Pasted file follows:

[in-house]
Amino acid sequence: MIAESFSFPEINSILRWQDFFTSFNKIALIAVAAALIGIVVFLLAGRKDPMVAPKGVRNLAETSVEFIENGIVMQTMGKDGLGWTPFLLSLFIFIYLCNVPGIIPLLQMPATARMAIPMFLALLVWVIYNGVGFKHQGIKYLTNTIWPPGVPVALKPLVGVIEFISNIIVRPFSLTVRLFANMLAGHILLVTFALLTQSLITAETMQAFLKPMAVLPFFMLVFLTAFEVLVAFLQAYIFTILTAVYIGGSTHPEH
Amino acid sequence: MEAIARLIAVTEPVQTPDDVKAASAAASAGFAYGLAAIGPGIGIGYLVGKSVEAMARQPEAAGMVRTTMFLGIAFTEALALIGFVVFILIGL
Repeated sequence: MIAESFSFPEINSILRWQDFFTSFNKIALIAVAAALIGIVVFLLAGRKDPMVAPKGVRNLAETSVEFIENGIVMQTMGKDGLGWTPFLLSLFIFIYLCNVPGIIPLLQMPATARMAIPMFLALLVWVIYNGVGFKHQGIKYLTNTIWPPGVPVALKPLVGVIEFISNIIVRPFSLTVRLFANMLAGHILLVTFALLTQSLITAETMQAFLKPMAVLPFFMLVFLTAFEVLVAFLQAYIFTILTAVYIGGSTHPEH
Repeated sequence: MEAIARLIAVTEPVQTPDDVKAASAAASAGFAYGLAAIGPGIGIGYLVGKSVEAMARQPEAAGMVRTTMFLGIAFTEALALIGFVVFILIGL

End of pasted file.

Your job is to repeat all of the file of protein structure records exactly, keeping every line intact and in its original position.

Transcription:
[in-house]
Amino acid sequence: MIAESFSFPEINSILRWQDFFTSFNKIALIAVAAALIGIVVFLLAGRKDPMVAPKGVRNLAETSVEFIENGIVMQTMGKDGLGWTPFLLSLFIFIYLCNVPGIIPLLQMPATARMAIPMFLALLVWVIYNGVGFKHQGIKYLTNTIWPPGVPVALKPLVGVIEFISNIIVRPFSLTVRLFANMLAGHILLVTFALLTQSLITAETMQAFLKPMAVLPFFMLVFLTAFEVLVAFLQAYIFTILTAVYIGGSTHPEH
Amino acid sequence: MEAIARLIAVTEPVQTPDDVKAASAAASAGFAYGLAAIGPGIGIGYLVGKSVEAMARQPEAAGMVRTTMFLGIAFTEALALIGFVVFILIGL
Repeated sequence: MIAESFSFPEINSILRWQDFFTSFNKIALIAVAAALIGIVVFLLAGRKDPMVAPKGVRNLAETSVEFIENGIVMQTMGKDGLGWTPFLLSLFIFIYLCNVPGIIPLLQMPATARMAIPMFLALLVWVIYNGVGFKHQGIKYLTNTIWPPGVPVALKPLVGVIEFISNIIVRPFSLTVRLFANMLAGHILLVTFALLTQSLITAETMQAFLKPMAVLPFFMLVFLTAFEVLVAFLQAYIFTILTAVYIGGSTHPEH
Repeated sequence: MEAIARLIAVTEPVQTPDDVKAASAAASAGFAYGLAAIGPGIGIGYLVGKSVEAMARQPEAAGMVRTTMFLGIAFTEALALIGFVVFILIGL